A churchwarden has been found guilty of murdering an author after tricking him into changing his will.
Benjamin Field, 28, manipulated 69-year-old Peter Farquhar for financial gain and tried to make his death look like an accident or suicide.
Field was also accused of plotting to kill Mr Farquhar’s neighbour Ann Moore-Martin, 83, in the village of Maids Moreton but was found not guilty.
He was remanded in custody and will be sentenced at a date to be fixed.
At Oxford Crown Court, Field was also acquitted of Miss Moore-Martin’s attempted murder.
Mr Farquhar died in the Buckinghamshire village in October 2015, while Miss Moore-Martin died in May 2017 from natural causes.
Field, a Baptist minister’s son, admitted tricking both Mr Farquhar and Miss Moore-Martin into believing they were in relationships with him as part of a plot to get them to change their wills, but denied any involvement in their deaths.
The court heard Field had undergone a “betrothal” ceremony with Mr Farquhar and was in a sexual relationship with Miss Moore-Martin.
Oliver Saxby QC, prosecuting, told the trial the plot to deceive Mr Farquhar was a sustained “gaslighting” campaign.
Mr Farquhar’s drinks were topped up with bioethanol and poteen, a high strength Irish alcohol, and his food was laced with drugs, Mr Saxby said.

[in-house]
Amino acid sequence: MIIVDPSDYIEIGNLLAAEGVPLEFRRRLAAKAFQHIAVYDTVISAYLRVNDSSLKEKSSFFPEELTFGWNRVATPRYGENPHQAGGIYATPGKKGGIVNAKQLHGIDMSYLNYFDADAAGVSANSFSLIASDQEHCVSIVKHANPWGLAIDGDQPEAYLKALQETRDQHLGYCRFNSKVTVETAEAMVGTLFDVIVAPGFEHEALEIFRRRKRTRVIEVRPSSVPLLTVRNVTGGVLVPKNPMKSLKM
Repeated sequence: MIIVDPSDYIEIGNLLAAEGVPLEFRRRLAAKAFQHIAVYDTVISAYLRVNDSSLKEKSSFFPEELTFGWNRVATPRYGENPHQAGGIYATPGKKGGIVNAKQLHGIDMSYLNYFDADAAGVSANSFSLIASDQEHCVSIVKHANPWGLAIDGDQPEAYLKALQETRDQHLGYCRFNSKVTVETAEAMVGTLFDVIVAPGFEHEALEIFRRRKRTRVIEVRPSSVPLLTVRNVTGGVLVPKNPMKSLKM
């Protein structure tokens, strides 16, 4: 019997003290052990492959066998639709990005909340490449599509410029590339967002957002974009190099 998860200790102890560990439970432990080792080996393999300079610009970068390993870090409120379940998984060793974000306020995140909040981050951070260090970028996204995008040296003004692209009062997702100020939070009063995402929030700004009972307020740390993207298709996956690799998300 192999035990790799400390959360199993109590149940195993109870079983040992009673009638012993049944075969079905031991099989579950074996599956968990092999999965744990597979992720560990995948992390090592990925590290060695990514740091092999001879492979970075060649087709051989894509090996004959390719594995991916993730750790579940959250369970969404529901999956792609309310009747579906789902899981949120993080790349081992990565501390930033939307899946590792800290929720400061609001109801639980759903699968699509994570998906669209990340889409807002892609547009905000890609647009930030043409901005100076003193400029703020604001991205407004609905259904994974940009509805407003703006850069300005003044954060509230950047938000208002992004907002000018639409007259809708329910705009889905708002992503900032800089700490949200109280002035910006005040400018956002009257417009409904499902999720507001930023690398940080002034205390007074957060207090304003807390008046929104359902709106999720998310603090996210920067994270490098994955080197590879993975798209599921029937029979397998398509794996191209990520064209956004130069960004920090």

Mr Farquhar, who taught part-time at the University of Buckingham and had three novels published, suffered night terrors and hallucinations which he recorded in a handwritten journal.
Field’s co-accused Martyn Smith, 32, of Penhalvean, Redruth, Cornwall, was cleared of murdering Mr Farquhar and of plotting to kill Miss Moore-Martin.
During the trial Field admitted drugging the university lecturer with benzodiazepines and hallucinogenic legal highs to “torment” him.
He told the jury he did it “for no other reason other than it was cruel, to upset and torment Peter – purely out of meanness”.
Prosecutors said Field had a “profound fascination in controlling and manipulating and humiliating and killing”.
‘Calculating and ruthless’
Senior investigating officer Mark Glover described Field as “cruel, calculating, manipulative, deceitful”, adding: “I don’t think evil is too strong a word for him.”
Chris Derrick, from the Crown Prosecution Service, said: “He is clearly a very calculating and ruthless man who spent a great deal of time planning what he was going to do.”
Judge Mr Justice Sweeney remanded Field, of Wellingborough Road, Olney, in custody until sentencing at a date to be fixed and ordered a psychiatric report.
His brother Tom Field, 24, of the same address, was cleared of a single charge of fraud.